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Helping Business Weather the Storm

Are You Ready For the Perseid Meteor Shower?

by Daphne Thompson, on Aug 8, 2016 3:13:21 PM

Despite what many think, meteorologists do not study meteors. That, however, doesn't mean we don't enjoy watching them! This year, the Perseid meteor shower is set to peak in North America on the night of August 11 into the early morning hours of August 12. Let's take a look at what the weather will be like.


 Swift-Tuttle Path Intersection


Every August, the Earth passes through the pieces left from the Swift-Tuttle comet. This comet rotates around the sun every 133 years leaving trillions of particles behind. Some years, we just get a glancing blow, but this year's Perseid meteor shower may be more spectacular than normal. We will take a path through the middle of the debris. This should increase the rate up to 200 meteors per hour, in what NASA calls an "outburst". Sounds great, but will you be able to view them from your location? Let's find out.


Phases of the Moon


First off, let's starts off by checking on the moon. When the moon is full, it reflects too much light and does not allow for very good star gazing. On the night of August 11, the moon will be in the waxing gibbous phase. This means it will be at about 57% illuminated, providing light pollution.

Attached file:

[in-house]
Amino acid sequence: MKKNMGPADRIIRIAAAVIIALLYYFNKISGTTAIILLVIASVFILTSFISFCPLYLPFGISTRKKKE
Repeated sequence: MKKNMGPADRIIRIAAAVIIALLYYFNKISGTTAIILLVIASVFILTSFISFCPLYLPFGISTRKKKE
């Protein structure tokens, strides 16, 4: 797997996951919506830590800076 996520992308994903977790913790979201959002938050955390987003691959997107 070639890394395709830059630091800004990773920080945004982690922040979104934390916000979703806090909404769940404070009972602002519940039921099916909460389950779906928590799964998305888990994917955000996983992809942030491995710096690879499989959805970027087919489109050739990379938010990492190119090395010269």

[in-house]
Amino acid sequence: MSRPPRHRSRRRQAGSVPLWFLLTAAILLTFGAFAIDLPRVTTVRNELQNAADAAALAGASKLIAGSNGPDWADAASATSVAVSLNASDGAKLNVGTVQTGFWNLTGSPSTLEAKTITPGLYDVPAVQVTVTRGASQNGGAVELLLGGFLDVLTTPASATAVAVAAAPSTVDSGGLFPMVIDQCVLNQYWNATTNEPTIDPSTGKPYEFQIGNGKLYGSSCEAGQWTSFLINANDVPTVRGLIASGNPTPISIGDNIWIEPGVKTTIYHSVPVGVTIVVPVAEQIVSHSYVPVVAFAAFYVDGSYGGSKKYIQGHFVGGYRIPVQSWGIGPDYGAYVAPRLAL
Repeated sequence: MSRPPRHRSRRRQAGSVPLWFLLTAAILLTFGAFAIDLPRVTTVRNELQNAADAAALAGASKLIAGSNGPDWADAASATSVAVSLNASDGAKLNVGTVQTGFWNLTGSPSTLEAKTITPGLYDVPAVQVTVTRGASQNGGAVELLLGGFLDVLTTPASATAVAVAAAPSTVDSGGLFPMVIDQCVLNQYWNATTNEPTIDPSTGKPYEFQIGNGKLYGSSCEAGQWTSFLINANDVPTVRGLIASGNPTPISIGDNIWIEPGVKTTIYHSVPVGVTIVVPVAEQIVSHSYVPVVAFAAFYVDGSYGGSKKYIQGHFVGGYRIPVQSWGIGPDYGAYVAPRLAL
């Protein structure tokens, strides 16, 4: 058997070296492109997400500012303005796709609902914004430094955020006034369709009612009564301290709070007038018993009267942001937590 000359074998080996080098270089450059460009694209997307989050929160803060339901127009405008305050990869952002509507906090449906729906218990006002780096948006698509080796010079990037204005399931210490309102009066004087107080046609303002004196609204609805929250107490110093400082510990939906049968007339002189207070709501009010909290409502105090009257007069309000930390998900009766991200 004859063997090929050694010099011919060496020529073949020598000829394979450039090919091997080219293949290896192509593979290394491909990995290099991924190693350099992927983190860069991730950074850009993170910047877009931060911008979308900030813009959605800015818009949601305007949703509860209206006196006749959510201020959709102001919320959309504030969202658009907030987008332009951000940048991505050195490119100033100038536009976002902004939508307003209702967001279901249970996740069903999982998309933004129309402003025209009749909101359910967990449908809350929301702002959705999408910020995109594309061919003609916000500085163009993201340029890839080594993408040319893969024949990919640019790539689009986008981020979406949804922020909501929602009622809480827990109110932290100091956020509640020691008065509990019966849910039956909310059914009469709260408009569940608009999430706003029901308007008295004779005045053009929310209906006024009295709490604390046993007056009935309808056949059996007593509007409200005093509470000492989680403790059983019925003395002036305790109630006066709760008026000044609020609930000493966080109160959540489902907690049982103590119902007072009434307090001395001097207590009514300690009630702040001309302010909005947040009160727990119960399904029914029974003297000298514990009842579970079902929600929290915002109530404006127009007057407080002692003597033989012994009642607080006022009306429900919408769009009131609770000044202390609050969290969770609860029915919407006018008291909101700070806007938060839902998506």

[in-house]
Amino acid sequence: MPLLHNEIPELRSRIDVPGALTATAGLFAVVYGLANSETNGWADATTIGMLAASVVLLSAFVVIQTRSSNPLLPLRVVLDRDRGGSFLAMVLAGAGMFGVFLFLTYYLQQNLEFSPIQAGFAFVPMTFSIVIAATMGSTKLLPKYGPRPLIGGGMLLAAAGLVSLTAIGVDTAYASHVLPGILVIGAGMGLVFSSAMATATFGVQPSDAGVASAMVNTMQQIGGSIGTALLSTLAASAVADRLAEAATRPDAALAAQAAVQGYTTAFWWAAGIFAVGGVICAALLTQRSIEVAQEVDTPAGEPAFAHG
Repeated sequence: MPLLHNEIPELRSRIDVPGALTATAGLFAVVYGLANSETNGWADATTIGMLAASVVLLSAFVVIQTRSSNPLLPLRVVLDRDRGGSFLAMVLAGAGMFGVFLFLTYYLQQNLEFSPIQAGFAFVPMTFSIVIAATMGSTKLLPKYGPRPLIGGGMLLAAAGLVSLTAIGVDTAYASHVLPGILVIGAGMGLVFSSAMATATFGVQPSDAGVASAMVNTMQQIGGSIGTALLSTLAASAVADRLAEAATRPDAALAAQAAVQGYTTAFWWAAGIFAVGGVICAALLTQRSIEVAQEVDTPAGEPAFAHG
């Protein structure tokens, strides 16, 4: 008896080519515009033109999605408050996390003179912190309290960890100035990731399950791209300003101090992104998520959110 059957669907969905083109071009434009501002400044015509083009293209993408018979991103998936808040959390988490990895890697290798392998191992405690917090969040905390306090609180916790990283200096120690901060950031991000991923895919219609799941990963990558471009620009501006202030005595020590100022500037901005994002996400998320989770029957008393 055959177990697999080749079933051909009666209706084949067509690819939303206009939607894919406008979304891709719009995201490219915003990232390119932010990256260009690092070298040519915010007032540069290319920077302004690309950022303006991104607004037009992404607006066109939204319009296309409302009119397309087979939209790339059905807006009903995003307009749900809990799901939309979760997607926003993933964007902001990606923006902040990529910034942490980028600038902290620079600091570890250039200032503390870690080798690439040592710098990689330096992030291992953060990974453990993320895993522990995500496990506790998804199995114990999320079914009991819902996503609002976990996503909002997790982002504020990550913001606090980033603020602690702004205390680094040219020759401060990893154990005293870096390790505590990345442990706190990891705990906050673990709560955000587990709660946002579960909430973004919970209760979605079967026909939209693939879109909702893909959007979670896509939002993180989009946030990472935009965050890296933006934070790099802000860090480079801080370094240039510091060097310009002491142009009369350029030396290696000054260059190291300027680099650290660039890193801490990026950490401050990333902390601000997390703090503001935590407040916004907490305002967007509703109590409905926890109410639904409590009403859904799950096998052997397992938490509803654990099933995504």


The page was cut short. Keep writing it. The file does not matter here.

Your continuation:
Precipitation Forecast- 10pm CT on Aug 11


The weather will also be causing issues for many. Looking at the precipitation forecast, shown above, those who live in the Gulf Coast area may not be able to view any meteors as heavy rain is expected. If you live in the Great Lakes region, you may also have your view blocked. Those in the West should have an unobstructed view. 


Temperature Forecast- 10pm CT on Aug 11


As far as temperature, if you live in the dark orange or red areas it will be quite warm. Expect 80s to mid 90s for your evening viewing. Winds should be light, but hopefully just strong enough to blow away any mosquitoes.

 If you are in one of the obstructed viewing areas, know that next August we will pass through the Swift-Tuttle comet debris once again. Until then, here's a video of a past Perseid meteor shower so that you don't feel left out.


Joshua Tree during the 2013 Perseid Meteor Shower from Henry Jun Wah Lee / Evosia on Vimeo.


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